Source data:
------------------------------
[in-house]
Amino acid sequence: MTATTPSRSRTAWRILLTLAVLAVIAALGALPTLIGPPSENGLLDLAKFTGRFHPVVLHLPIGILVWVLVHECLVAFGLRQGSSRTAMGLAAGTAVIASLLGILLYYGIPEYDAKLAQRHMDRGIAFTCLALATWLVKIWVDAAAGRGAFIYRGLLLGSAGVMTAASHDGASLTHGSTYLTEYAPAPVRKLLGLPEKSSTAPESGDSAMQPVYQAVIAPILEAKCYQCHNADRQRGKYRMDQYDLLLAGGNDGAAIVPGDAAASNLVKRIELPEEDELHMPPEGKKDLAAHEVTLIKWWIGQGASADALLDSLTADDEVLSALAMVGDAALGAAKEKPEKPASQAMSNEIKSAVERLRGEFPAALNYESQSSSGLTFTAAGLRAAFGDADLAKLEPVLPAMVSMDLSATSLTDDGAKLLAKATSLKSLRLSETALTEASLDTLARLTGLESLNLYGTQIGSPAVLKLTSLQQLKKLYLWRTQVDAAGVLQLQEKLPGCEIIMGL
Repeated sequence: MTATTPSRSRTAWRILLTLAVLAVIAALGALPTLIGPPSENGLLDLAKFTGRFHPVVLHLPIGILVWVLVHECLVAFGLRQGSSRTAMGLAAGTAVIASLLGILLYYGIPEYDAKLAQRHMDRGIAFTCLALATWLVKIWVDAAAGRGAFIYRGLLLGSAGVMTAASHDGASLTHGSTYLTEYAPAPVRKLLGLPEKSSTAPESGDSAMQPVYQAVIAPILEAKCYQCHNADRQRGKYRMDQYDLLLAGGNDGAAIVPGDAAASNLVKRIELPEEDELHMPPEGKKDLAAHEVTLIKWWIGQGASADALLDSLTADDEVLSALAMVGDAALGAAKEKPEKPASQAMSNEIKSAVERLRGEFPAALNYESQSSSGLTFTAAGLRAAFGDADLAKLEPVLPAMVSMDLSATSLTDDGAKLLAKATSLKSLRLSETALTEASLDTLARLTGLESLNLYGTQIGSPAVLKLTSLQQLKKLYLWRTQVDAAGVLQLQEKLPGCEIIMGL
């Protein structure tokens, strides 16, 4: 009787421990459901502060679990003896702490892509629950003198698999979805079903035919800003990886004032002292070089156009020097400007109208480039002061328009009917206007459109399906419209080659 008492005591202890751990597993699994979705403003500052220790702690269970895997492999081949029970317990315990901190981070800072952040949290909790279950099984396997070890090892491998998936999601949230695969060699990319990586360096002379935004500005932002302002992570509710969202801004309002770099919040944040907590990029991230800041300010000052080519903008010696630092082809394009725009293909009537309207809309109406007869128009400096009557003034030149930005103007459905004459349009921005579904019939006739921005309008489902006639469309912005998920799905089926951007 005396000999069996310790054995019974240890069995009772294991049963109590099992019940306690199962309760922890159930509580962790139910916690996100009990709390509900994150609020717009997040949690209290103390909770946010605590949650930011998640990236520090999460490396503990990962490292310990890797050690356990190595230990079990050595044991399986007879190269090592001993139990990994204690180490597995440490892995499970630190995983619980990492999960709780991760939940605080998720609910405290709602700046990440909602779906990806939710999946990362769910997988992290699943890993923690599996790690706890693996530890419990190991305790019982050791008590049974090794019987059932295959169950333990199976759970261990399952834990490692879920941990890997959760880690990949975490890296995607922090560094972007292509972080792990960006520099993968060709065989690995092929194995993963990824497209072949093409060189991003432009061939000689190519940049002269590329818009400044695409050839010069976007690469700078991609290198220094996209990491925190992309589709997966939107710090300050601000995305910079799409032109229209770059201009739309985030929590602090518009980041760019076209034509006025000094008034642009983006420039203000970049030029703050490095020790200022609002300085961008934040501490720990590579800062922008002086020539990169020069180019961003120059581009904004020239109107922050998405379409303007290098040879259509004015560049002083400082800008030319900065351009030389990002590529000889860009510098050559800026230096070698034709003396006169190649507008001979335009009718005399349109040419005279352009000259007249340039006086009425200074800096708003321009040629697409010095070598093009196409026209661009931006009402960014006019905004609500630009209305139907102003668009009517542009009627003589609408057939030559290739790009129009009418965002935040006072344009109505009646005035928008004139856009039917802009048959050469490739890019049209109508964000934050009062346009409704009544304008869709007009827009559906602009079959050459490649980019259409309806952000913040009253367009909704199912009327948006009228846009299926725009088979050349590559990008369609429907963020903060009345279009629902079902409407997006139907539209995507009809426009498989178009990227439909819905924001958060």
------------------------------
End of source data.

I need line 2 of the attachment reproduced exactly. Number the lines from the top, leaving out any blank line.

Amino acid sequence: MTATTPSRSRTAWRILLTLAVLAVIAALGALPTLIGPPSENGLLDLAKFTGRFHPVVLHLPIGILVWVLVHECLVAFGLRQGSSRTAMGLAAGTAVIASLLGILLYYGIPEYDAKLAQRHMDRGIAFTCLALATWLVKIWVDAAAGRGAFIYRGLLLGSAGVMTAASHDGASLTHGSTYLTEYAPAPVRKLLGLPEKSSTAPESGDSAMQPVYQAVIAPILEAKCYQCHNADRQRGKYRMDQYDLLLAGGNDGAAIVPGDAAASNLVKRIELPEEDELHMPPEGKKDLAAHEVTLIKWWIGQGASADALLDSLTADDEVLSALAMVGDAALGAAKEKPEKPASQAMSNEIKSAVERLRGEFPAALNYESQSSSGLTFTAAGLRAAFGDADLAKLEPVLPAMVSMDLSATSLTDDGAKLLAKATSLKSLRLSETALTEASLDTLARLTGLESLNLYGTQIGSPAVLKLTSLQQLKKLYLWRTQVDAAGVLQLQEKLPGCEIIMGL